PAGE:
Thursday, November 13, 2008

Variable Media Art

Derek Lerner, (IN)BETWEEN, 2007 Variable Media 984.6 cm x 594.2 cm x 59.1 cm, 247 prims rezzing as 1 prim

New media that changes due to its nature, whether that time-based, performance-based, interactive, etc. is considered by some to be non-medium or variable media art since there is no way of categorizing it within the old medium format.

Do new media artists agree with that label?

What does that mean to you?

What does this mean for curating, conservation, etc?

We are just scratching the surface--

I would be very interested in accepting a non-medium work for my upcoming 50 Artists, 50 States, 50 Mediums exhibition.


Derek Lerner said...

Thanks for posting some of my work. I'm also very interested to learn more about what other artists/curators/collectors/etc. think about the usage of "Variable Media". I personally tend to have a difficult time referring to any of the work I create as "Digital Art" because it typically does not remain solely digital in most cases. I have an even more difficult time referring to any of my work that happens to have been created using digital tools etc. as "New Media", mainly due to that it's not "new". In some cases the work I created is motivated and somewhat ultimately defined by process, however I am first and foremost compelled by concept. To me the categorization of "Variable Media" seems to provide the most logical description behind my intent for some of the art I create. said...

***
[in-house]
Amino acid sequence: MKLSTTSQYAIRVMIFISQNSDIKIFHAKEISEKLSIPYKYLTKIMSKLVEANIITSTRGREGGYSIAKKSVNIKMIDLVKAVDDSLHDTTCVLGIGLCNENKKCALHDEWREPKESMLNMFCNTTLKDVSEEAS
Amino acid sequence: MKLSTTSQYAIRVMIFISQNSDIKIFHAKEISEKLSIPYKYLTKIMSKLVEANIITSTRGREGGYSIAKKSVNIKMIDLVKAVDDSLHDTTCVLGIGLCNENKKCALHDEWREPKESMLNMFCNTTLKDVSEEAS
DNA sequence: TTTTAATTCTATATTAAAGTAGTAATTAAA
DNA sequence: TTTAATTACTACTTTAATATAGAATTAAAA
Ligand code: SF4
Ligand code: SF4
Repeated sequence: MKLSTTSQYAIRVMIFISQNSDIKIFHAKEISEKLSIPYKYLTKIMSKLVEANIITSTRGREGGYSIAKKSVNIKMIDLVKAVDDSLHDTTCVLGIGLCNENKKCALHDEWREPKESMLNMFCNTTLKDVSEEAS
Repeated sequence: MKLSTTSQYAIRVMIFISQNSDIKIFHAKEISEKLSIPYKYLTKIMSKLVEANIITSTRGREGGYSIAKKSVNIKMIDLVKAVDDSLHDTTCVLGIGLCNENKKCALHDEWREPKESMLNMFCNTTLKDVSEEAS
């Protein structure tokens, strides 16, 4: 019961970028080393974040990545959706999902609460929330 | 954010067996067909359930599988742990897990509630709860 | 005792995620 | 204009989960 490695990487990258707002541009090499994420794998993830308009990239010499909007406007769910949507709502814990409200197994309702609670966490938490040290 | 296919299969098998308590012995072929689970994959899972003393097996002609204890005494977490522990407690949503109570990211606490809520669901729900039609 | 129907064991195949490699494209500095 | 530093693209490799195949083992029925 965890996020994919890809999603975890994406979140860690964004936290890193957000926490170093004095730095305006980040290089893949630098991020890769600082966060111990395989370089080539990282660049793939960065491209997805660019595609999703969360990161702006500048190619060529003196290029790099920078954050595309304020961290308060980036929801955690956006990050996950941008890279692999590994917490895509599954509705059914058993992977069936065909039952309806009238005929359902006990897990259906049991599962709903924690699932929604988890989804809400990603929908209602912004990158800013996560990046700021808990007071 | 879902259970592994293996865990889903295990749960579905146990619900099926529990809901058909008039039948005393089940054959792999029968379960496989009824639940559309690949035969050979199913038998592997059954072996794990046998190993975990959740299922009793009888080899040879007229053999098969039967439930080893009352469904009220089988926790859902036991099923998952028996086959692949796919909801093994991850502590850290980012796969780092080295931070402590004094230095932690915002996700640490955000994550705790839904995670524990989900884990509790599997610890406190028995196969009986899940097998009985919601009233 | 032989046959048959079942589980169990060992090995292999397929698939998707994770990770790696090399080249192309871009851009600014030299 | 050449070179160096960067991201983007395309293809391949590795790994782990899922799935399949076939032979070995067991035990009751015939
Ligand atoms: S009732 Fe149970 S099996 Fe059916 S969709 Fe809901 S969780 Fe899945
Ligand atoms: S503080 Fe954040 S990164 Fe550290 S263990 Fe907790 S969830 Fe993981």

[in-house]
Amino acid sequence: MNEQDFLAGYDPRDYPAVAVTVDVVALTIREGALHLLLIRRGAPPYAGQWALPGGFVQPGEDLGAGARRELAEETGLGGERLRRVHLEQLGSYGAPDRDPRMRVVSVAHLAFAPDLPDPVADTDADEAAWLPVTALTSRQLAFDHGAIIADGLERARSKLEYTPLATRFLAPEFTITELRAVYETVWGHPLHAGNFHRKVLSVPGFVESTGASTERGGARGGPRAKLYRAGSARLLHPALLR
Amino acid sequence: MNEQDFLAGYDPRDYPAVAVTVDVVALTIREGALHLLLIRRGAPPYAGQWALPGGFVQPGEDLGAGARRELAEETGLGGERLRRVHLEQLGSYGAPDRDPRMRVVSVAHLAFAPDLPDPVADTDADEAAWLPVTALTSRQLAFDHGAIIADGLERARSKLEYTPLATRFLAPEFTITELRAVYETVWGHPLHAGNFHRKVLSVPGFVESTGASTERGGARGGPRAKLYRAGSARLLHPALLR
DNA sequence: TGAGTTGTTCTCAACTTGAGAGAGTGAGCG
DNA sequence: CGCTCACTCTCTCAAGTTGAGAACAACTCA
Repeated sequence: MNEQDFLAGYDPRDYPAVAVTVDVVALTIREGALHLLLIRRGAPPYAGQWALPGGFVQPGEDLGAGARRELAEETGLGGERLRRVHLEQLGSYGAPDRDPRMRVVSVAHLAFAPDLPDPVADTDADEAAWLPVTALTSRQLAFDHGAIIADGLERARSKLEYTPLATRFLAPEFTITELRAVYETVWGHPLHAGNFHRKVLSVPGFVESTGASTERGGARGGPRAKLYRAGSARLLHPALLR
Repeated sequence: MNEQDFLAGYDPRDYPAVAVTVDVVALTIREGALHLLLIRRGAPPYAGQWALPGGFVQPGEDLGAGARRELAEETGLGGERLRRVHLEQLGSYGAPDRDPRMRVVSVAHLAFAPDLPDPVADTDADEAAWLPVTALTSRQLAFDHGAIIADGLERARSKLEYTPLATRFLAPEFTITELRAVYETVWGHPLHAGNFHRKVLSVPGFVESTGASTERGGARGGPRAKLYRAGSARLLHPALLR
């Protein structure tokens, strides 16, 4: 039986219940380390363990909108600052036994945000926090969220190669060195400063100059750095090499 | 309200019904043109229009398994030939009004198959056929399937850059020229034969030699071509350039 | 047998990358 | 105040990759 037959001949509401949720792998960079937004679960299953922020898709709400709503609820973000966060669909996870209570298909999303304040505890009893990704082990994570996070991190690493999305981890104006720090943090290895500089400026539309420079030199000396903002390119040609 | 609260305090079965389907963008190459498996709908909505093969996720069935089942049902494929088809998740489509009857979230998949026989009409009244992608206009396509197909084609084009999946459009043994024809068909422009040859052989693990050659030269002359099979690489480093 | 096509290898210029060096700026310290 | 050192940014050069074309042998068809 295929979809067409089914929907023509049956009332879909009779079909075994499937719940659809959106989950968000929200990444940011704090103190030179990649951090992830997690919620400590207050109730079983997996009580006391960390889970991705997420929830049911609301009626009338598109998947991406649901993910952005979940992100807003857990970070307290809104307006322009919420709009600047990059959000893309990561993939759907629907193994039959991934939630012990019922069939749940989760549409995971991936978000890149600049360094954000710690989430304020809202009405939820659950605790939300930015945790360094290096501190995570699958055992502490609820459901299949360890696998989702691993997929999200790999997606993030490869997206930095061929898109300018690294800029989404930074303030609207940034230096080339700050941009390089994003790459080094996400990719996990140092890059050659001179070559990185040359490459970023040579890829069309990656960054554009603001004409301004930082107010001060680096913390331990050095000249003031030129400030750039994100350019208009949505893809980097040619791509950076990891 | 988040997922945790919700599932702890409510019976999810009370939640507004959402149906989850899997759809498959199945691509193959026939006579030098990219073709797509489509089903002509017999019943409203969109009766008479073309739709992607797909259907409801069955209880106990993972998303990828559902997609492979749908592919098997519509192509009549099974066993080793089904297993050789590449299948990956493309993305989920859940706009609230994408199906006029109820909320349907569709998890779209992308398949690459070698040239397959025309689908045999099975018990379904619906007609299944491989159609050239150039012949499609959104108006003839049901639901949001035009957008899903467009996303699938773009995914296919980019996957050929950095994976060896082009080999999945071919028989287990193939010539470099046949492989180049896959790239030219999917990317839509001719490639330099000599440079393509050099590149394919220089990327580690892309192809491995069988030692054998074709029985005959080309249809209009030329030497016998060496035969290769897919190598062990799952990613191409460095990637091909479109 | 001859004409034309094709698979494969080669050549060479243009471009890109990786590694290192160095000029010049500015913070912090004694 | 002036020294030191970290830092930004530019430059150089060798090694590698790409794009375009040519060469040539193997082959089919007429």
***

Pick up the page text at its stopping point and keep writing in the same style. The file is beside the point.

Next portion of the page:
Thank you very much for your input Derek--it always helps to hear the artist's point of view!

Jon Ippolito said...

For me, thinking of art in terms of variable media can have both a retrospective and prospective function.

If an artwork isn't pinned to the first format in which it's created, then it's more likely to survive when that format becomes obsolete. So this helps us recuperate artworks on crumbling cassettes or delaminating CDs via techniques like migration, emulation, and reinterpretation. So a variable media approach can help resurrect works of the past.

Thinking proactively, I have found it useful to create works on the assumption that their medium may vary in the future. This is already a "vocational hazard" for net artists, whose work looks different in different browsers and monitors, but it can also be a positive stimulus to creativity--witness the rich heritage of conceptual and performative artists from the past.

So when an artist remains open about the future variability of a work, it can be both a practical choice and also a new creative arena to explore.